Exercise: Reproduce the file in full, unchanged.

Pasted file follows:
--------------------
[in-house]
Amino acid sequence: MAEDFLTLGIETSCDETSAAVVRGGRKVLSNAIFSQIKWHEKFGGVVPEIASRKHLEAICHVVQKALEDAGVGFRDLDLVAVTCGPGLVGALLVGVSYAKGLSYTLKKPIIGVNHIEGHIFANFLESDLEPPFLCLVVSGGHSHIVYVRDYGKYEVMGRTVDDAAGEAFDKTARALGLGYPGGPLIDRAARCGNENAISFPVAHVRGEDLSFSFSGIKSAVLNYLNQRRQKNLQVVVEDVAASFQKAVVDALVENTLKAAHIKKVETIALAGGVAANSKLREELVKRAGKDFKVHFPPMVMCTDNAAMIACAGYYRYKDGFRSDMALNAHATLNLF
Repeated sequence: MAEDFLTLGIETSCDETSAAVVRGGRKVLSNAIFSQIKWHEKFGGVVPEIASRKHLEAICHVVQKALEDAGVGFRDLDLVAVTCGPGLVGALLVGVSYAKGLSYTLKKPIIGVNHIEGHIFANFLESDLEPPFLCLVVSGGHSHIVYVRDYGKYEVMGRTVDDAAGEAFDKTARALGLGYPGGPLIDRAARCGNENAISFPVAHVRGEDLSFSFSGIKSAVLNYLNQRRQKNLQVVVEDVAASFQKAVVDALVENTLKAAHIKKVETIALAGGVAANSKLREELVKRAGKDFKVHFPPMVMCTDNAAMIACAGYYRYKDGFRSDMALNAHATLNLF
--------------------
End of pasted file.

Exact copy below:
[in-house]
Amino acid sequence: MAEDFLTLGIETSCDETSAAVVRGGRKVLSNAIFSQIKWHEKFGGVVPEIASRKHLEAICHVVQKALEDAGVGFRDLDLVAVTCGPGLVGALLVGVSYAKGLSYTLKKPIIGVNHIEGHIFANFLESDLEPPFLCLVVSGGHSHIVYVRDYGKYEVMGRTVDDAAGEAFDKTARALGLGYPGGPLIDRAARCGNENAISFPVAHVRGEDLSFSFSGIKSAVLNYLNQRRQKNLQVVVEDVAASFQKAVVDALVENTLKAAHIKKVETIALAGGVAANSKLREELVKRAGKDFKVHFPPMVMCTDNAAMIACAGYYRYKDGFRSDMALNAHATLNLF
Repeated sequence: MAEDFLTLGIETSCDETSAAVVRGGRKVLSNAIFSQIKWHEKFGGVVPEIASRKHLEAICHVVQKALEDAGVGFRDLDLVAVTCGPGLVGALLVGVSYAKGLSYTLKKPIIGVNHIEGHIFANFLESDLEPPFLCLVVSGGHSHIVYVRDYGKYEVMGRTVDDAAGEAFDKTARALGLGYPGGPLIDRAARCGNENAISFPVAHVRGEDLSFSFSGIKSAVLNYLNQRRQKNLQVVVEDVAASFQKAVVDALVENTLKAAHIKKVETIALAGGVAANSKLREELVKRAGKDFKVHFPPMVMCTDNAAMIACAGYYRYKDGFRSDMALNAHATLNLF